frolona_2 Farm

PeachDish Stories

Something Worth Spreading: Proper Pepper Pimento Cheese

Born and raised in Georgia, Deana Tanner Bibb makes the American Southern staple - pimento cheese - the proper way. For those outside of our neck of the woods, it's a delightful cheesy spread that's creamy and chunky, bright orange and flecked with shreds of sweet red pimento peppers. From beefy burgers to plain crackers, it makes just about anything taste a mile high better - but the right recipe is crucial and appears somewhat lost in today's selection of spreads on the market.

Meet Your Supplier: Farmer-Owned Organic Prairie

A subset of farmer-owned, organic co-op of 1800 farm families known as CROPP (Coulee Region Organic Produce Pool), Organic Prairie is committed to providing healthy, wholesome, high quality meat to the family dinner table. With respectful awareness of the interrelations of human, animal, plant, soil and global life, Organic Prairie's animals are raised humanely and in accordance to organic practices and procedures. This means that every chicken, turkey, cow, and pig are fed a diet of optimal nutrition under conditions that keep them healthy and happy by farmers who truly care about the land and animals under their wing.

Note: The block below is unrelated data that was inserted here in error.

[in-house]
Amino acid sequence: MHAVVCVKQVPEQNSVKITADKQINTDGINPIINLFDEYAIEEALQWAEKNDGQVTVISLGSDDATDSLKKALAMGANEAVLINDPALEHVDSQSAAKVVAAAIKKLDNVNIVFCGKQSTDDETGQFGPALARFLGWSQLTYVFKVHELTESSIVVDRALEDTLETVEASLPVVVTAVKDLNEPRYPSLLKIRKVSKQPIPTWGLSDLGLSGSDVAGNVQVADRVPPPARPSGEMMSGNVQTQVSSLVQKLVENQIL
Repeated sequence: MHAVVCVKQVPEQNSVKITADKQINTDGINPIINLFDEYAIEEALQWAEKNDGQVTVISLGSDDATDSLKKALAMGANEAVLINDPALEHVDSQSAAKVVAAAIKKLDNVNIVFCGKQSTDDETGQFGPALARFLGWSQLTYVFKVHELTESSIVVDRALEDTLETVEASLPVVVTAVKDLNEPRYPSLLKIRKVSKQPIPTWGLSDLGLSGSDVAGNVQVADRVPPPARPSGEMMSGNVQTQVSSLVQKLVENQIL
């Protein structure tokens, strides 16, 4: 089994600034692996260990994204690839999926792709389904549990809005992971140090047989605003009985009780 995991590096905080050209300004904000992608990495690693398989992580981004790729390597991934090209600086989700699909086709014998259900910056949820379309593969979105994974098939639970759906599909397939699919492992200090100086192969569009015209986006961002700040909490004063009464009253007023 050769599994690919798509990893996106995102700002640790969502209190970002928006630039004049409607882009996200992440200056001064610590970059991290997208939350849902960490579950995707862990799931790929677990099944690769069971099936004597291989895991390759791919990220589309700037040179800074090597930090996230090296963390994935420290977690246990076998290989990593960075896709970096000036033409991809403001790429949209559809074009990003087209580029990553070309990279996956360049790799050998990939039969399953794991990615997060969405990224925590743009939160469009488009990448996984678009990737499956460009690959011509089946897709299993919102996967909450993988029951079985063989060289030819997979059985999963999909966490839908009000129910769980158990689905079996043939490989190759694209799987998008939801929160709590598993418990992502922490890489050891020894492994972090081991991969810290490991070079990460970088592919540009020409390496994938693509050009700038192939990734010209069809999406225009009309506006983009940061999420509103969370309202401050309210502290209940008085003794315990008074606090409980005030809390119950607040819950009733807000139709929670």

Why Atlanta is Celebrating Rashid Nuri This Friday

On August 31st there will be a party to celebrate the work and legacy of Rashid Nuri, the founder of Truly Living Well Center for Natural Urban Agriculture (TLW). The organization, which started in 2006 to boost Atlanta’s urban agriculture, has been working to feed Atlantans and grow urban farmers ever since. “Urban agriculture is the future, but at that time, you were hard-pressed to find a farmers’ market in Atlanta, and not many people were growing food in the city. School gardens were just getting started. There was not a lot of diversity of the work. Urban agriculture in Atlanta was not vibrant, and we were able to stimulate it,” Nuri recalls.

Unfettered Farming: Frolona’s Josh Davis Raises Pork and Beef on His Own Terms

On a bright autumn morning, Josh Davis drives his white Ford Ranger onto a commanding grass slope at the center of the 600-acre farm that’s belonged to his family since 1828. From deep in his chest, the 36-year-old lets out a bellow that grabs the attention of his nonchalantly grazing cows: “Heeeeeeey cowwwww.” Before he can even finish the call, a remarkable thing happens.

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